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Past Masters – The Beatles

Past Masters – The Beatles

The classic original Beatles studio albums have been re-mastered by a dedicated team of engineers at Abbey Road Studios in London over a four year period utilising state of the art recording technology alongside vintage studio equipment, carefully maintaining the authenticity and integrity of the original analogue recordings. The result of this painstaking process is the highest fidelity the Beatles catalogue has seen since its original release.

Within each CD’s new packaging, booklets include detailed historical notes along with informative recording notes. For a limited period, each CD will also be embedded with a brief documentary film about the album. The newly produced mini-documentaries on the making of each album, directed by Bob Smeaton, are included as QuickTime files on each album. The documentaries contain archival footage, rare photographs and never-before-heard studio chat from The Beatles, offering a unique and very personal insight into the studio atmosphere.Although they were probably the band that most transformed rock from a singles medium to an album-oriented form, the Beatles also released many singles and EP tracks that never made it onto albums. In the U.S., Capitol turned the group’s early LPs, through Sgt. Pepper’s Lonely Hearts Club Band, into compilations, more or less, throwing the hit singles onto the vinyl to augment the album tracks. When the label later released the U.K. albums on CD, it posed a problem: What to do with the non-LP singles? Past Masters, Volume 1 compiles 18 of those singles, including some of their best-known tracks, running from “Love Me Do,” “She Love You,” “I Want to Hold Your Hand,” and “This Boy” to “I Feel Fine” and Paul’s homage to Little Richard, “I’m Down.” Essential stuff. –Bill Holdship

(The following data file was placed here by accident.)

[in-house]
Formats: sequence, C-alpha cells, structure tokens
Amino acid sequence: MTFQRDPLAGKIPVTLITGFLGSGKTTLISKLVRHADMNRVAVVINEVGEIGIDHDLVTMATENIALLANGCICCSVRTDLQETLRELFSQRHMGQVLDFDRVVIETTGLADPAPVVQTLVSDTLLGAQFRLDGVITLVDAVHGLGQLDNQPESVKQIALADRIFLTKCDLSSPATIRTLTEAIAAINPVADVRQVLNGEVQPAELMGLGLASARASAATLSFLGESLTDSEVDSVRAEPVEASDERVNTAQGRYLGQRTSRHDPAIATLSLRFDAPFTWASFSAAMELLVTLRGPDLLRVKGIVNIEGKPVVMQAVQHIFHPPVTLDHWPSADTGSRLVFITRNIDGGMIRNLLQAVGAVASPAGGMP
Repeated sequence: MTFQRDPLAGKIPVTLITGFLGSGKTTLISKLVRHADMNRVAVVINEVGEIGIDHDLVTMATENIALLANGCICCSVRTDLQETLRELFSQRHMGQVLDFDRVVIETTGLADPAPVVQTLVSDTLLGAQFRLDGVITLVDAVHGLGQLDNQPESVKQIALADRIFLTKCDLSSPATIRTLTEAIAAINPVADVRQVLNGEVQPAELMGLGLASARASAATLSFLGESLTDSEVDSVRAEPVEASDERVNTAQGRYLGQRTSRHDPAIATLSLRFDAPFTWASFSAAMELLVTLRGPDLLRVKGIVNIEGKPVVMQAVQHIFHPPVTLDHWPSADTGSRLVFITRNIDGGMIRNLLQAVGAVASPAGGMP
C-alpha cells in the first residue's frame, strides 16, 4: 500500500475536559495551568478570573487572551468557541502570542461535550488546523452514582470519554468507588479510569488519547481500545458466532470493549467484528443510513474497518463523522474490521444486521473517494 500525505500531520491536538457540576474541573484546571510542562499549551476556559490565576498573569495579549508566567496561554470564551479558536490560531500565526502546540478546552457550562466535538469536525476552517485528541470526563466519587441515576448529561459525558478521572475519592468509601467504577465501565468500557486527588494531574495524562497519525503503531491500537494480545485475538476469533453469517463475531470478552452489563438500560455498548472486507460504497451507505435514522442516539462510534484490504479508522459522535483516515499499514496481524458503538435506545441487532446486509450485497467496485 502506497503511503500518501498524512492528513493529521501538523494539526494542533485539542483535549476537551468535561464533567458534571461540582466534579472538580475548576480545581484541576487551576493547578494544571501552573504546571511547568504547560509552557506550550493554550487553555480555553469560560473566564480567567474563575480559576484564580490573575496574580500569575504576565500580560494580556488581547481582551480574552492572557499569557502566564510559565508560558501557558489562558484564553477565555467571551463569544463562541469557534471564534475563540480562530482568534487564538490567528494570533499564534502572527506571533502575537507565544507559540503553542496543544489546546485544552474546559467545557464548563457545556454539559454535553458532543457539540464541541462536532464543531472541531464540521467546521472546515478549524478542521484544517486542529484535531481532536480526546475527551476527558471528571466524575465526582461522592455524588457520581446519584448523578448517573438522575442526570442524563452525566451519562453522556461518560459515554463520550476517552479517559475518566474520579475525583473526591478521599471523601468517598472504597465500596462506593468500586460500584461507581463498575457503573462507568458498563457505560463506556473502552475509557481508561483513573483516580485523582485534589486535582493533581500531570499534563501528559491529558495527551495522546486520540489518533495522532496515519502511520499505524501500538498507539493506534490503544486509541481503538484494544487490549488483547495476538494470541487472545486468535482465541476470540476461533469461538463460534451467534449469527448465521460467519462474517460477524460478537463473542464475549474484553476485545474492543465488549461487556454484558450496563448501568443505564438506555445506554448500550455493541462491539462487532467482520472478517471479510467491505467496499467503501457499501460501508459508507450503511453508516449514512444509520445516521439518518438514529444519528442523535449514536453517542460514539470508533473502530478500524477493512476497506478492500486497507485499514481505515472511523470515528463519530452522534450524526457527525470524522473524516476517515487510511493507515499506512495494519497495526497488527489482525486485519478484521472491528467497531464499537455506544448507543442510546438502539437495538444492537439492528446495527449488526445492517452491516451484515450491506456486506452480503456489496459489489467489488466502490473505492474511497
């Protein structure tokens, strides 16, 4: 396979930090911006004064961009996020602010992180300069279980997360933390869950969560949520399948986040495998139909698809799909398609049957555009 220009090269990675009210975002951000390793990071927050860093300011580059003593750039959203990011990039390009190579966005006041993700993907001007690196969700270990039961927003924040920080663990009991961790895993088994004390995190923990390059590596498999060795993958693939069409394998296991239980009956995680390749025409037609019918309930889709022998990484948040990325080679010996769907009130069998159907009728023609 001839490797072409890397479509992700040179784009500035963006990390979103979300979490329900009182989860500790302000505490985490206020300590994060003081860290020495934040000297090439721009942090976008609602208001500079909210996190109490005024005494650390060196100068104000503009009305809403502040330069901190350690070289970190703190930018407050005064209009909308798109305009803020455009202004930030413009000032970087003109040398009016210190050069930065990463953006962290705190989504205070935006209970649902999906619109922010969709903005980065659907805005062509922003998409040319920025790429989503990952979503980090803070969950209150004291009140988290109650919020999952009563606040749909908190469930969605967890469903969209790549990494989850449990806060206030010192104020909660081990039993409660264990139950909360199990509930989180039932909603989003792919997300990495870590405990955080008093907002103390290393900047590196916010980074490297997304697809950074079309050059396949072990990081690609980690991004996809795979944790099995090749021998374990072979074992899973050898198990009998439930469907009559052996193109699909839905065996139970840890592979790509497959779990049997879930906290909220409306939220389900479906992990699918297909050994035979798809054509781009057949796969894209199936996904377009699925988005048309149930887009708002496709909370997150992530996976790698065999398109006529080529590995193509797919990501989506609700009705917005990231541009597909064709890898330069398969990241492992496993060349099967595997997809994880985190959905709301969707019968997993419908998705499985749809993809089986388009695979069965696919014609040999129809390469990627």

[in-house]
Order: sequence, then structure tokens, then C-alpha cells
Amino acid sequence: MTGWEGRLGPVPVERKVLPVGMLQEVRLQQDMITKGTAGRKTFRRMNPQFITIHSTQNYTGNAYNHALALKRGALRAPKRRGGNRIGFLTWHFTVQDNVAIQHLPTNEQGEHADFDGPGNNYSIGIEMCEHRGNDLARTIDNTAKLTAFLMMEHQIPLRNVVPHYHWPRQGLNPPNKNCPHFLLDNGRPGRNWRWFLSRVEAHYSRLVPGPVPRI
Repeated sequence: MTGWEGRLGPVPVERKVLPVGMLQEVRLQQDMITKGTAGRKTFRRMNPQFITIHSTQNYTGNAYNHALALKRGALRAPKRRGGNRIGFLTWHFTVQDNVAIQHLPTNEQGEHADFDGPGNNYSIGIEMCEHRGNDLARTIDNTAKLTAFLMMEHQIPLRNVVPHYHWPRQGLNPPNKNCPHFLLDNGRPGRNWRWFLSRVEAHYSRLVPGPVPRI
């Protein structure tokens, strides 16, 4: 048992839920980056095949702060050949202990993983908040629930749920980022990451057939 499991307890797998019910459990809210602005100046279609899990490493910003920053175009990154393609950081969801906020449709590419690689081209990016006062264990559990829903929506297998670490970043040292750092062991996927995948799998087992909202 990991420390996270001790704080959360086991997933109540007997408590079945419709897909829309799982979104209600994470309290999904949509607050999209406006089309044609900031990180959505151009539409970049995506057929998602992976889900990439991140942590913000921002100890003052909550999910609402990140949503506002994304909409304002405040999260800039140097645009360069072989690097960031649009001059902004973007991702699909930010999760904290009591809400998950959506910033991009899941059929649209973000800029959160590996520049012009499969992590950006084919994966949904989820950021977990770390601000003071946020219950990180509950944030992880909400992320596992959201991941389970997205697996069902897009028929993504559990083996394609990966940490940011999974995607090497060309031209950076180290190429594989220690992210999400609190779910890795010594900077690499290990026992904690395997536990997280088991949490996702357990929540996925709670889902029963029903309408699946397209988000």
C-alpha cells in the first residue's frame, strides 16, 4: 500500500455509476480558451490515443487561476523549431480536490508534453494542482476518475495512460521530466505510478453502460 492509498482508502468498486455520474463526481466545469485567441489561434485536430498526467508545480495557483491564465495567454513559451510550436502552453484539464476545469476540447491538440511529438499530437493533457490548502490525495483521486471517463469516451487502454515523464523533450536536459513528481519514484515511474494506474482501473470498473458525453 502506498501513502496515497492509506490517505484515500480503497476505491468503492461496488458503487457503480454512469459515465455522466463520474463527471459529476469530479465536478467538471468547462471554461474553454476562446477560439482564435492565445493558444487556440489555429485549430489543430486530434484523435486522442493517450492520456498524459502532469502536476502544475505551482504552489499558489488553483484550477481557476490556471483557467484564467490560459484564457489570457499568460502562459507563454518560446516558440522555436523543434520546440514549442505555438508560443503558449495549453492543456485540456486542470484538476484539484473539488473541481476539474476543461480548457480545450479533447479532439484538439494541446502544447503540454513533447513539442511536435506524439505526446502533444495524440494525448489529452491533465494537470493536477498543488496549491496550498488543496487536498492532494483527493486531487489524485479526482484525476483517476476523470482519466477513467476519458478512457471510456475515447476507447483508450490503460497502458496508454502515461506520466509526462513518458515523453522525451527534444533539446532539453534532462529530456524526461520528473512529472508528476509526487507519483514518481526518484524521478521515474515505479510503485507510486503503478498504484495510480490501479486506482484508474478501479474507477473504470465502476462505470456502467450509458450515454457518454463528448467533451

Product Features


MurrayTheCat says: